London-based author Cartwright made his name in New Zealand in the late 80s/early 90s as an opinionated and often contentious art and music critic, and an award-winning journalist.
His pugnacious approach to the art establishment ensured a bad boy image, but Cartwright backed it up with acute and provocative writing, although his star was tarnished by a notorious piece of plagiarism in Metro. Unrepentant, he later lit out for more demanding ground, travelling through the United States and Central America.
He has lived in London for over a decade contributing to numerous newspapers, music magazines, compiling intelligent albums of country music, and more recently following his passion: the lives and music of the Roma gypsy musicians of central Europe.
This turbulent, engrossing account is of his journey of discovery through the Balkans (often in great discomfort), as he drinks and dances with musicians whose names have seldom registered in European music magazines let alone the wider public consciousness. Substantial sections are lively, dirt-under-the-nails interviews, other parts are evocatively descriptive snapshots of the homes and towns where the musicians live. Not much is tasteful or pretty.
The internal musical politics of the Roma is well dealt with -- it is divided over populariser Goran Bregovic who adapts songs by others and claims them as his own -- but the sense of struggle, survival and that life is to be celebrated is the message of the Roma, a people marginalised and persecuted, humiliated, and regarded with suspicion.
Cartwright’s free-wheeling book is the necessary corrective to these fear-driven perceptions.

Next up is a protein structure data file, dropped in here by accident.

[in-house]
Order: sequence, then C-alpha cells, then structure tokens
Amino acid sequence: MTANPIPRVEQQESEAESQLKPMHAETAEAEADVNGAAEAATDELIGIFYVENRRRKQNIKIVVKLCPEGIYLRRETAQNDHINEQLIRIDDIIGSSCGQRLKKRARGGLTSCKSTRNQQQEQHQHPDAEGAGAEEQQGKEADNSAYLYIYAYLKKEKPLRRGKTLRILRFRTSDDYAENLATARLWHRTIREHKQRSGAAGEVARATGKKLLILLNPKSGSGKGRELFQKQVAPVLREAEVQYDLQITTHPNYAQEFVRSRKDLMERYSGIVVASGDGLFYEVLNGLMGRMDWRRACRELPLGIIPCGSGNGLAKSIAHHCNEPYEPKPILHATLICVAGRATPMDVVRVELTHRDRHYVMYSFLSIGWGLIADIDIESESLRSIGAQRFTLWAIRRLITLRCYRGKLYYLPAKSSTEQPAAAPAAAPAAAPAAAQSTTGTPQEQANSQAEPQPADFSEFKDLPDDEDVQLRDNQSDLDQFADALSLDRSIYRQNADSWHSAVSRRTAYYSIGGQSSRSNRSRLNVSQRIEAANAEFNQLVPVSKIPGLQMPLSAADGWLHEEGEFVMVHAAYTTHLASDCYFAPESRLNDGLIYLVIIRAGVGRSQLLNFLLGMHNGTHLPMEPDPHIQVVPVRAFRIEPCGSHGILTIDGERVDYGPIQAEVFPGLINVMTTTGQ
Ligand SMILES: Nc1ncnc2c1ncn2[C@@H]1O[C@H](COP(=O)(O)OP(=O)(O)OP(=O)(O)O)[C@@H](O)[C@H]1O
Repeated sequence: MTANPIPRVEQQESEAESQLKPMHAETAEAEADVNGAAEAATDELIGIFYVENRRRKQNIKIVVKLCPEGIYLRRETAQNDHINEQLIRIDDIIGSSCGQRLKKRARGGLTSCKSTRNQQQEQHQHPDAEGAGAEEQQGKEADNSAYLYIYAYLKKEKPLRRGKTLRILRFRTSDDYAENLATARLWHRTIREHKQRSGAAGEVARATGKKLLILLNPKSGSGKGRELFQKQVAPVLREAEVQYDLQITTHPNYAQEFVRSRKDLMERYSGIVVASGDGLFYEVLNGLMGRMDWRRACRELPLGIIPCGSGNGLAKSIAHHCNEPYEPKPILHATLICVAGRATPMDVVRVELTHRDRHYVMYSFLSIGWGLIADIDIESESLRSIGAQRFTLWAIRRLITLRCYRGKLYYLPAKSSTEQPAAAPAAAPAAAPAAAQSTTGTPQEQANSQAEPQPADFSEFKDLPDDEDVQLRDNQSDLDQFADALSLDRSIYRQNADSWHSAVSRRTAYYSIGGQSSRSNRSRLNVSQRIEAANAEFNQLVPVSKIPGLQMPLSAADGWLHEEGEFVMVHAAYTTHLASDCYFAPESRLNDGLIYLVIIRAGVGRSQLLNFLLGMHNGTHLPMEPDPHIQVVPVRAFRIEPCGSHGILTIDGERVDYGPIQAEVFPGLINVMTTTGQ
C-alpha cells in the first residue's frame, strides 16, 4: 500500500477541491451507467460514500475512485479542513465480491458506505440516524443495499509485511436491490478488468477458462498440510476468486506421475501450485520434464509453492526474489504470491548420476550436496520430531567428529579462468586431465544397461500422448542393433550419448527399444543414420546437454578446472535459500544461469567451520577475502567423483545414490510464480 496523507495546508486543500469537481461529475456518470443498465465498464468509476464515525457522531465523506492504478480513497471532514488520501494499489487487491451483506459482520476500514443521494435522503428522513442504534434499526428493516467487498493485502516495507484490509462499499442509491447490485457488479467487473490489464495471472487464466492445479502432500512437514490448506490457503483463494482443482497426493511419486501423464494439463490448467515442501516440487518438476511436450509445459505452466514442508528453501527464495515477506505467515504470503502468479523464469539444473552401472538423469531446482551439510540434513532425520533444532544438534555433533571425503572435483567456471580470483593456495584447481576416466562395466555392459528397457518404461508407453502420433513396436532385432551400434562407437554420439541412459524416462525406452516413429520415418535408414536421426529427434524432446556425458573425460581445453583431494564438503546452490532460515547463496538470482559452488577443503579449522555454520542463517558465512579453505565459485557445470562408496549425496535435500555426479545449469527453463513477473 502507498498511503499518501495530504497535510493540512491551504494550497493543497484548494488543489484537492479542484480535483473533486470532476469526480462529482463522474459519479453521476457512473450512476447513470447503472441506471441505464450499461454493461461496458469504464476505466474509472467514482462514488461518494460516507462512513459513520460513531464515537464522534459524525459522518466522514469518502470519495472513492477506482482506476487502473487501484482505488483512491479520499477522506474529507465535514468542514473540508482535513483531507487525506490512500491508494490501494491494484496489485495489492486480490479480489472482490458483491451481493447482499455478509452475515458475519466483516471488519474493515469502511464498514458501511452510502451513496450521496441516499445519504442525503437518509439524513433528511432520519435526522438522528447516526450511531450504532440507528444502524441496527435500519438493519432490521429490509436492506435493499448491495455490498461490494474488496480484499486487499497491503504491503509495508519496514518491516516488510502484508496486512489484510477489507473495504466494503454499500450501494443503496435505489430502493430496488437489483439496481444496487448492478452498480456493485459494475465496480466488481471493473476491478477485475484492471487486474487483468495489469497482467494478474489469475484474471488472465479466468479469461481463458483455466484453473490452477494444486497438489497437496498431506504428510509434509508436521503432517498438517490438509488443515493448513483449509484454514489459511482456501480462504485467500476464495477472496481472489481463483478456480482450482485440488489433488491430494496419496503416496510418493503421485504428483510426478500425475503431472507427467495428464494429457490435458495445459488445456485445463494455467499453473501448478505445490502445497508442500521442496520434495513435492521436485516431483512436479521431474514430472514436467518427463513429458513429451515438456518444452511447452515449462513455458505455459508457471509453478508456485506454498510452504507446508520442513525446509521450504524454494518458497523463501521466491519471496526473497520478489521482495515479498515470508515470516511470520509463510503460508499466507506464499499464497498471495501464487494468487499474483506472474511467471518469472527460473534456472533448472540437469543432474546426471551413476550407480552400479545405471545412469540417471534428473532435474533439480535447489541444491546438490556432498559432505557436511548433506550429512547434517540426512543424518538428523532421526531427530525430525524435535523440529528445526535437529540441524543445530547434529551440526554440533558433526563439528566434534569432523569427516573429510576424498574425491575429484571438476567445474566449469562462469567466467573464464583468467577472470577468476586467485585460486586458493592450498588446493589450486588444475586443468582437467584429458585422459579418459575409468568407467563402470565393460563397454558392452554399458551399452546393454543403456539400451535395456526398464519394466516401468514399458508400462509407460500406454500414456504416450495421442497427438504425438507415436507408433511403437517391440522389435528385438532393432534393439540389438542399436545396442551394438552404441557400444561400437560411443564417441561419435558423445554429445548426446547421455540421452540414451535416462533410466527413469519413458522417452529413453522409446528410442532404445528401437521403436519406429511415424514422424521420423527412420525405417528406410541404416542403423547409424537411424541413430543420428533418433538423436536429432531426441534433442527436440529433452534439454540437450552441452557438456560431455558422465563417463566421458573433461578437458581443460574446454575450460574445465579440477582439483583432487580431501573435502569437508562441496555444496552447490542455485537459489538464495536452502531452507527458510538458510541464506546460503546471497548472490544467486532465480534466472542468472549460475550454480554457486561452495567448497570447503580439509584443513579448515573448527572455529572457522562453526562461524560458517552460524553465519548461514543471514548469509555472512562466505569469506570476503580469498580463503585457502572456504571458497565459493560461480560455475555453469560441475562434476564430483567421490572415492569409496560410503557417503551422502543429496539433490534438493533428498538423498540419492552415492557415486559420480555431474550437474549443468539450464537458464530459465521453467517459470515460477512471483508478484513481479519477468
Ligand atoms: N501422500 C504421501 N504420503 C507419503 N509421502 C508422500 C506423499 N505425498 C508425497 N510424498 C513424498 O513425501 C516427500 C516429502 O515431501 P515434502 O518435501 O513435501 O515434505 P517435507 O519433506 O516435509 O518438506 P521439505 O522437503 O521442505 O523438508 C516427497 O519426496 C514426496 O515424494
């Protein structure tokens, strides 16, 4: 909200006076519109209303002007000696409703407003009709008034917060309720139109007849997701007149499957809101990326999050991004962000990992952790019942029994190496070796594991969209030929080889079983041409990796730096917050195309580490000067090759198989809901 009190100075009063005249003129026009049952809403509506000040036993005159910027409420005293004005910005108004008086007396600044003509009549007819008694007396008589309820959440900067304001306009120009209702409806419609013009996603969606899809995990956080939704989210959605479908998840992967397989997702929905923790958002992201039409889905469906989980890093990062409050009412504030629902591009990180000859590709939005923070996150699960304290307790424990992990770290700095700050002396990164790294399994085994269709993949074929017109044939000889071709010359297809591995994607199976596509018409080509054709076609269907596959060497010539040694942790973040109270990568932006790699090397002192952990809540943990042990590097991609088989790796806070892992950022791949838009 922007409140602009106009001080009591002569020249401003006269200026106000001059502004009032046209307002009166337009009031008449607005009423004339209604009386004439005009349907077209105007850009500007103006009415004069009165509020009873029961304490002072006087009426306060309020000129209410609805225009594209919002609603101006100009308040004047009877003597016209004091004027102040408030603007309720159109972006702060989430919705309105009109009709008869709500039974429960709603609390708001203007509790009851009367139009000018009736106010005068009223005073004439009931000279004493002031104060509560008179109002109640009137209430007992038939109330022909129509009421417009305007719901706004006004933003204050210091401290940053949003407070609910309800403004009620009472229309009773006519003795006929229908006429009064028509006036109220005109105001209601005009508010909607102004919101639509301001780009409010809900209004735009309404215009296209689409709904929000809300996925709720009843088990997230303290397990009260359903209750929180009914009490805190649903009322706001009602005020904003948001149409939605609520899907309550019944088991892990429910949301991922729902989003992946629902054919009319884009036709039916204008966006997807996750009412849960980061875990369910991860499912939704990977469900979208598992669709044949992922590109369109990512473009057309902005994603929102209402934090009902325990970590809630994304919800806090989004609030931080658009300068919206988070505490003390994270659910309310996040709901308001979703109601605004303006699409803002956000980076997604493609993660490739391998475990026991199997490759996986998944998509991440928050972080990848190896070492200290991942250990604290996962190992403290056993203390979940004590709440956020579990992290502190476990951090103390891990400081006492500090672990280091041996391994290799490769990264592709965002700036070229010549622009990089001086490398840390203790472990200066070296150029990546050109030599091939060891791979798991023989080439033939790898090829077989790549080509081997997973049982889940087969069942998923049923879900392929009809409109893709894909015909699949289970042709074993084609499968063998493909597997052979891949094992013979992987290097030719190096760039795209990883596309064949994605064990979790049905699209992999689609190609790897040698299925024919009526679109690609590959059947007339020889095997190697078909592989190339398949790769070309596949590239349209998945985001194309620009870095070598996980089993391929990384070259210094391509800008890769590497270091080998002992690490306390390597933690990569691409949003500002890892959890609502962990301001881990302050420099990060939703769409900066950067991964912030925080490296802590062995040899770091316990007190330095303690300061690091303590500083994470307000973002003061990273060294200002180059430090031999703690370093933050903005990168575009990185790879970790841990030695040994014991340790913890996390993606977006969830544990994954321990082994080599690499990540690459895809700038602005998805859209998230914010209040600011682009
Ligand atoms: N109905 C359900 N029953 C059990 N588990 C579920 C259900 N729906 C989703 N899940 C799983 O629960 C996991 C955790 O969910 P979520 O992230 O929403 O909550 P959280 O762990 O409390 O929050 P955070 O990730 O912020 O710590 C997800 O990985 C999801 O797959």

His own, often self-consciously vagabond, personality is everywhere in the pages: he over-punctuates with phrases from hip-hop, rock and pop culture as if to underscore his own street-cred, and too often adopts the Beat writer persona.
But they are small distractions in a fascinating and valuable book which is part travelogue diary, part sociology, part political assessment of lands torn by warlords and internecine struggles, and part exploration of Roma legend -- not that the self-mythologising musicians need that much help in the latter.
It is a book which succeeds by the sheer visceral nature of its subject, but Cartwright also fuels his writing with passages of great descriptive power, especially when describing unfamiliar music that is the voice of this underclass. He makes you want to hear albums by turbo-folk singers like the telegenic but vulgar Ceca (who was married to the warlord Arkan Raznatovic, giving Serbia “a hellish Posh and Becks”), saxophonist Ferus the Wedding King, and the 62-year old Esma who revolutionised music from the southern Balkans. And yes, Cartwright has put together a companion CD.
Still a smart cookie, still a commanding writer.